Ed Miliband's personal ratings at a record low
Ed Miliband's personal ratings have fallen to their lowest level since he became Labour leader in 2010, according to a new poll.
Prime Minister David Cameron's ratings have risen to their highest since 2010, even though Labour and the Conservatives are level-pegging in the battle for voters' support.
The Ipsos Mori survey for Reuters found that 56% of those questioned were dissatisfied with Mr Miliband's performance as Labour leader, compared to 30% who were satisfied - down four points since December.
His ratings among Labour supporters had also fallen, to 46% satisfied and 44% dissatisfied. Meanwhile, some 46% of those questioned said they were satisfied with Mr Cameron's performance.
Overall, Tories and Labour each enjoyed 38% support, with Liberal Democrats on 12%. Conservatives were down three points and Labour one point since December, while Lib Dems were up one point.
The poll suggested that Britons' view of the UK's economic outlook has improved slightly, with Ipsos Mori's optimism index - those who believe the economy will get better over the next year minus those who think it will get worse - rising from minus-48 in December to minus-35 now.
Most of those questioned (62%) thought that Scotland would still be a part of the UK in five years' time, despite First Minister Alex Salmond's plans to hold an independence referendum in 2014. But half (49%) thought the UK would no longer exist in its current form in 20 years.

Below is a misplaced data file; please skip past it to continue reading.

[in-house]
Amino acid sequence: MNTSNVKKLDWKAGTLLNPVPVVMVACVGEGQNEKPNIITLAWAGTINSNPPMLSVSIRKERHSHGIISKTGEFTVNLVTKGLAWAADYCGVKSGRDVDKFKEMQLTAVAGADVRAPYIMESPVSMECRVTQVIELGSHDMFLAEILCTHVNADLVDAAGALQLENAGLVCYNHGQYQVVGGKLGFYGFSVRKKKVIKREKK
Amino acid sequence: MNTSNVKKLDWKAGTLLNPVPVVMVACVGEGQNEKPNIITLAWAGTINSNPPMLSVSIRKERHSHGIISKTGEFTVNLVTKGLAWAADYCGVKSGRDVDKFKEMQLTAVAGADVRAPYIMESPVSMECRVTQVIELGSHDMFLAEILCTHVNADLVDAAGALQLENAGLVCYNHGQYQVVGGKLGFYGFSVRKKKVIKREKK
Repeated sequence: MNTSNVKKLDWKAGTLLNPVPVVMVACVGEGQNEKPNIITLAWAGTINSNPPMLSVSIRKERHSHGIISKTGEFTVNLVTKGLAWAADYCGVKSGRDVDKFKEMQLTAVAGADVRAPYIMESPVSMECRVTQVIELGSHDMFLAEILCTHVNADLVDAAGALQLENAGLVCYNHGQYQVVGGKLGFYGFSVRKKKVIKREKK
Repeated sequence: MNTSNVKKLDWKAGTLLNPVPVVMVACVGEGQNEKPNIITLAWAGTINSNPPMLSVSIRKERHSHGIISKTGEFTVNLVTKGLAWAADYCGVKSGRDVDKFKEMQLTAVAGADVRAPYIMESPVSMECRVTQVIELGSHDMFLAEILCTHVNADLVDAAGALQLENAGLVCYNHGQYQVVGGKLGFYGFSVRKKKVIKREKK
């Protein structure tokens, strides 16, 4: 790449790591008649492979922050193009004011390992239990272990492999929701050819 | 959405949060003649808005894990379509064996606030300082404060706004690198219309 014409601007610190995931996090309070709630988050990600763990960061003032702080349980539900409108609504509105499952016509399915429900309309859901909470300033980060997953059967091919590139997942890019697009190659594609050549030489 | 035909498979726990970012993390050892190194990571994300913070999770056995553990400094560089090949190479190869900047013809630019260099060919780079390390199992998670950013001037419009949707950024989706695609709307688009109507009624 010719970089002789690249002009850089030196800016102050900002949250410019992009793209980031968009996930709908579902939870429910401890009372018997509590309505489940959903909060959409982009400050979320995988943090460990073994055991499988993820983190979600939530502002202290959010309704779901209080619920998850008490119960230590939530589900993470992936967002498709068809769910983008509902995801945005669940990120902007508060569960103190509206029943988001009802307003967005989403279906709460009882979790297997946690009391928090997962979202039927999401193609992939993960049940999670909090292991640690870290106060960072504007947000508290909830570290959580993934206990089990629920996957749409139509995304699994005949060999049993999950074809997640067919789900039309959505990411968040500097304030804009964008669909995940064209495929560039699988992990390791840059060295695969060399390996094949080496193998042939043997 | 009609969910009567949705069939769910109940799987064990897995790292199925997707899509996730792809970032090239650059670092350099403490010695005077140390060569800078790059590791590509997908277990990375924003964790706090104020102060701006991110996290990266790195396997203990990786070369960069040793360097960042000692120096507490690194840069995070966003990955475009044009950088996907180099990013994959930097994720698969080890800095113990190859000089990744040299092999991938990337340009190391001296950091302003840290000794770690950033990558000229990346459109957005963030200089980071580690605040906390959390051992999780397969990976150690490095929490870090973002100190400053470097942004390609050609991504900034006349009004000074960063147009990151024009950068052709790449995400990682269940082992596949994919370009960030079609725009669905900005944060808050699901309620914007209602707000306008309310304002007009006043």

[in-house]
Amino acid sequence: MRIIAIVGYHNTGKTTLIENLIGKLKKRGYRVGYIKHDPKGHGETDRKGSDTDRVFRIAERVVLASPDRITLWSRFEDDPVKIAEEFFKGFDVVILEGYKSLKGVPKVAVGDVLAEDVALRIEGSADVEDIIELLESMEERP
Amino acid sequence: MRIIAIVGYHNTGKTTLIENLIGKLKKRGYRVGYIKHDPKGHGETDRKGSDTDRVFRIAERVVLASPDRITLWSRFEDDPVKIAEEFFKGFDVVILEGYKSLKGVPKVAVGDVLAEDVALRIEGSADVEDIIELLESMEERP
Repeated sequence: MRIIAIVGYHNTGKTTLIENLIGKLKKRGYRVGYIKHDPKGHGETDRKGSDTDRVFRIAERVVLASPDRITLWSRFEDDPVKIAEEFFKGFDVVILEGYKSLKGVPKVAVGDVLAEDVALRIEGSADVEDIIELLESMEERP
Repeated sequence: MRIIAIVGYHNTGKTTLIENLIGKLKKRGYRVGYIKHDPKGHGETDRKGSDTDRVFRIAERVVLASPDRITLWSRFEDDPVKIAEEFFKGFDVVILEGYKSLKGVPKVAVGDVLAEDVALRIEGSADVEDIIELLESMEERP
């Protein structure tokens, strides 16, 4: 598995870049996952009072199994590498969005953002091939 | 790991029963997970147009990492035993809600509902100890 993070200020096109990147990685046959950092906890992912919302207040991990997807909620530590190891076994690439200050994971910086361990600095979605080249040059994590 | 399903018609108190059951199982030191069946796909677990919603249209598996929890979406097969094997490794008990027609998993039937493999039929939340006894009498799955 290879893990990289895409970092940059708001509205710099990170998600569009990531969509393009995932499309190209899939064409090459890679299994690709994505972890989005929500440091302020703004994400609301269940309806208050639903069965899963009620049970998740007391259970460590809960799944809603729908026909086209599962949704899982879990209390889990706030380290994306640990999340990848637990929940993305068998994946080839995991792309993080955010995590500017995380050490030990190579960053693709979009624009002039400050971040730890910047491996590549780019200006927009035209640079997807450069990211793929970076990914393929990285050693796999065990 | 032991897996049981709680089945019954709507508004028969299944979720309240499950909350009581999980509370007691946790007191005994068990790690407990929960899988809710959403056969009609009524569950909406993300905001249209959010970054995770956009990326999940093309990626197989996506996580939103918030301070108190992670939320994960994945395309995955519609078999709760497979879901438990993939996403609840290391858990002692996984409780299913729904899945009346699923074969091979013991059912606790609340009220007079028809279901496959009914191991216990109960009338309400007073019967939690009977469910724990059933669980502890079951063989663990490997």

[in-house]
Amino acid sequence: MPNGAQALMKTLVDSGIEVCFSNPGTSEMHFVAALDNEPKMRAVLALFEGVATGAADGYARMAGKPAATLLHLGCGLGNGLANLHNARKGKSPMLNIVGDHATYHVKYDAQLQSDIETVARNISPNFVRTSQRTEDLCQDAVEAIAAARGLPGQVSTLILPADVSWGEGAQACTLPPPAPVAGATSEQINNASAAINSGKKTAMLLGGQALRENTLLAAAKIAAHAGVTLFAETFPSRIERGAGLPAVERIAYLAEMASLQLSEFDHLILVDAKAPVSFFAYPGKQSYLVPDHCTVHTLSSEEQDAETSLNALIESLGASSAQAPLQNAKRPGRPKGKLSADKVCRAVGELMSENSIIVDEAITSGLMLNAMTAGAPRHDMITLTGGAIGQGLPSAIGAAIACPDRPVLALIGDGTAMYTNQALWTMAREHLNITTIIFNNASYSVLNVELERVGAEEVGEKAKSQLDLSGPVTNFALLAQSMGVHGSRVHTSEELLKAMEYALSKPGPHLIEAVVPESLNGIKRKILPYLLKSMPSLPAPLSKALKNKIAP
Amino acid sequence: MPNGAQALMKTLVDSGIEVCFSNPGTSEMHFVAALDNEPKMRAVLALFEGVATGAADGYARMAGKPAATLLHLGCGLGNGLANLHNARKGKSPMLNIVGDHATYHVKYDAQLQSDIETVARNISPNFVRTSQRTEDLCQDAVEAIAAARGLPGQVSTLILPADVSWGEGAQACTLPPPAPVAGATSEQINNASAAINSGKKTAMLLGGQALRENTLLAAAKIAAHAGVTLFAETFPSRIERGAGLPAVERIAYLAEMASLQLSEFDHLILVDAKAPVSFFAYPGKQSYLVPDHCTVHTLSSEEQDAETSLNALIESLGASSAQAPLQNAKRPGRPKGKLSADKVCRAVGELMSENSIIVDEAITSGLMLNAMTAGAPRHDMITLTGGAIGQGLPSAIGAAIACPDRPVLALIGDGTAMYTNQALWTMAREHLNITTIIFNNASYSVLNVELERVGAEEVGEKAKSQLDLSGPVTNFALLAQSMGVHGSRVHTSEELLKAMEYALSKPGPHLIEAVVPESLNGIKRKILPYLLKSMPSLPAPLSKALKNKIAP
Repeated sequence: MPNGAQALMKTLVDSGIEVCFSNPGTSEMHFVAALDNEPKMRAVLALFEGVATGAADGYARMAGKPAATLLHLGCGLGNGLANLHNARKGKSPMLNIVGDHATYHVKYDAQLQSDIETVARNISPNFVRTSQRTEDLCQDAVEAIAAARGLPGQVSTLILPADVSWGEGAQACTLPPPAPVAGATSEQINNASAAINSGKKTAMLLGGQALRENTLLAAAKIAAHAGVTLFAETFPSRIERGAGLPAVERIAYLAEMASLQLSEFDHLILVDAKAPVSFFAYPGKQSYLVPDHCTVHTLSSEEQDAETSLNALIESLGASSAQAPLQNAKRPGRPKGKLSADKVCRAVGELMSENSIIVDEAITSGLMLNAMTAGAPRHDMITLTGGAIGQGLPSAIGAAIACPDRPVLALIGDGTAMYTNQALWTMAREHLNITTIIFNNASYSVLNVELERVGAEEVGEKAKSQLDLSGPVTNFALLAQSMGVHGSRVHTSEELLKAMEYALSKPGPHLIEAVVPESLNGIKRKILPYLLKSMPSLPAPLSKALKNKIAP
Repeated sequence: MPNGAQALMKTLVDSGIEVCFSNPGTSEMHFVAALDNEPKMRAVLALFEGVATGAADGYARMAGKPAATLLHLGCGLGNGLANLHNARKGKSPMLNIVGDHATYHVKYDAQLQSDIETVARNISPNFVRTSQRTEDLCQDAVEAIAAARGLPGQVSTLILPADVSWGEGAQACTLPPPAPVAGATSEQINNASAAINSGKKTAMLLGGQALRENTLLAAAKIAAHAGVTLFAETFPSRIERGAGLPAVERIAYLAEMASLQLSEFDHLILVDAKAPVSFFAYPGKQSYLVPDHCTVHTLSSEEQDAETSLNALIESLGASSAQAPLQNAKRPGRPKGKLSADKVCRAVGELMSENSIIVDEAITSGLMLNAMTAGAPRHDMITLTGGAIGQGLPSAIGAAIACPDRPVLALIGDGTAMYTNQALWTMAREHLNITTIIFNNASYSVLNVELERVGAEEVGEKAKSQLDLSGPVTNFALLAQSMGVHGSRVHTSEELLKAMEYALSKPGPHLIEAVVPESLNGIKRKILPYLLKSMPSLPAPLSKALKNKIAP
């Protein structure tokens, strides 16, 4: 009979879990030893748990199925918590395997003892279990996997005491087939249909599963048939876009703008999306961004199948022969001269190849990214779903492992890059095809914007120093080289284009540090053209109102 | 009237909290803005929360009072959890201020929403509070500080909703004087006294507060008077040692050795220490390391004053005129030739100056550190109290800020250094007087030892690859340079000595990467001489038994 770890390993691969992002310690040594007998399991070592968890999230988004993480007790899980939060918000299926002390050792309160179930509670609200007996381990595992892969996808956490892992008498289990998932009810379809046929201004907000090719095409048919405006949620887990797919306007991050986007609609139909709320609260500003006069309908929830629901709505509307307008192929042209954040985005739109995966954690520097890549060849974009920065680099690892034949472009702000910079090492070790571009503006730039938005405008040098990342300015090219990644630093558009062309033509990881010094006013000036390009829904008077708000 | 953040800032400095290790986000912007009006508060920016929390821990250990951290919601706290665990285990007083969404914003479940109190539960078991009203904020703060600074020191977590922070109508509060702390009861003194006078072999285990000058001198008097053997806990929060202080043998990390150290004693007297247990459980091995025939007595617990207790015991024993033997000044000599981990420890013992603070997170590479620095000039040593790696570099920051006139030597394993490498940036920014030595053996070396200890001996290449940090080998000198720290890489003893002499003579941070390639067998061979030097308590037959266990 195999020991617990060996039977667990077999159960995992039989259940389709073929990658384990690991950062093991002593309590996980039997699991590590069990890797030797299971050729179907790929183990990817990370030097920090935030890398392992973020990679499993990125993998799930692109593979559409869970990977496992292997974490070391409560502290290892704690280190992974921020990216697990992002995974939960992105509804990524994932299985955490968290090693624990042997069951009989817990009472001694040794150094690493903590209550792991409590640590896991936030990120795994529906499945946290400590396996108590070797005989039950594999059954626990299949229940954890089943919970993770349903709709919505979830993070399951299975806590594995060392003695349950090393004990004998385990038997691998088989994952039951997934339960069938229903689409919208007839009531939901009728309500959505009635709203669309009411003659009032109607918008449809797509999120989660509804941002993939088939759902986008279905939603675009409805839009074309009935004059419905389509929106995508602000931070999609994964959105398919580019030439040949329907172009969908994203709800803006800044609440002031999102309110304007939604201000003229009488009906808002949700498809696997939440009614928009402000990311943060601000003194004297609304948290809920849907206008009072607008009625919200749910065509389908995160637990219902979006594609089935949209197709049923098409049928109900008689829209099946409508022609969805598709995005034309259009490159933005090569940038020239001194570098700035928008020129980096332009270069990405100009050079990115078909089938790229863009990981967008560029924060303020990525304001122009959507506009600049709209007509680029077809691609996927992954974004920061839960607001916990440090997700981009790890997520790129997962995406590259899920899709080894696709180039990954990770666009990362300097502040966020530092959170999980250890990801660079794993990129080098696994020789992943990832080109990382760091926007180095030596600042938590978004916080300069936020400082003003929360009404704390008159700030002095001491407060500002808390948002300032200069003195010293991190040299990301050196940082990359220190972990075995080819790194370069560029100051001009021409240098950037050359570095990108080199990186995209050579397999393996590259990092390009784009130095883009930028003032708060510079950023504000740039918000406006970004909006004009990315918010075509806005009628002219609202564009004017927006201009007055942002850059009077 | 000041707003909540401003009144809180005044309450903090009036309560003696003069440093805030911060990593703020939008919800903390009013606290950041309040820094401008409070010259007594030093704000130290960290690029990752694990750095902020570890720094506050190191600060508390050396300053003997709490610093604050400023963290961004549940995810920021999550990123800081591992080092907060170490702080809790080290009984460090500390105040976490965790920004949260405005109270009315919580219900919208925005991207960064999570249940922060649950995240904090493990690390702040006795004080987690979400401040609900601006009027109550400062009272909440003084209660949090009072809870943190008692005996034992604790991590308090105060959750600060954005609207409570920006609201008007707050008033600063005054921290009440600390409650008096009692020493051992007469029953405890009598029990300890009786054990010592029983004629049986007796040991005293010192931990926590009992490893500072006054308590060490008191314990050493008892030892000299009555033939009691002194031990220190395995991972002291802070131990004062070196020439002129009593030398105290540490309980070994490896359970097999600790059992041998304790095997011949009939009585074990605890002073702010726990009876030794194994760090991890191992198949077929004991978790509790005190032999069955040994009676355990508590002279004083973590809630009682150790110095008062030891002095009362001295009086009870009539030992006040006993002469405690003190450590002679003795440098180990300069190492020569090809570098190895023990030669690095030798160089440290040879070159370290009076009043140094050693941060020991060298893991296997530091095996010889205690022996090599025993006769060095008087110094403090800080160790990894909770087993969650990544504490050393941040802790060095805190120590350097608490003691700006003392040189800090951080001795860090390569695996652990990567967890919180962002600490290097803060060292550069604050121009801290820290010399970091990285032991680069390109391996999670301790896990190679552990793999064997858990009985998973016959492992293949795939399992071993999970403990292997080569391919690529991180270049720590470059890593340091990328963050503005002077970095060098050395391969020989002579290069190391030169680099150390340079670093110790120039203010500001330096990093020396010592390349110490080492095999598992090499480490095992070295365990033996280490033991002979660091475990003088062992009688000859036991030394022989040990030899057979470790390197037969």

More than half (54%) said quitting the UK would harm Scotland's economy, against just 22% who said it would have a positive impact. Almost half (42%) said that losing Scotland would make no difference to the UK's economy and 16% said it would be beneficial, compared to 34% who said it would have a negative impact.
Ipsos Mori's head of political research, Gideon Skinner, said: "Although Conservative and Labour are tied, their leaders are moving in opposite directions. Ed Miliband's ratings are his worst since becoming Labour leader, while David Cameron's are his highest since the end of 2010.
"Meanwhile, in the long-term only a third of Britons think they will not see a break-up of the United Kingdom - but their scepticism over the impact Scottish independence would have on the economy strikes a cautionary note."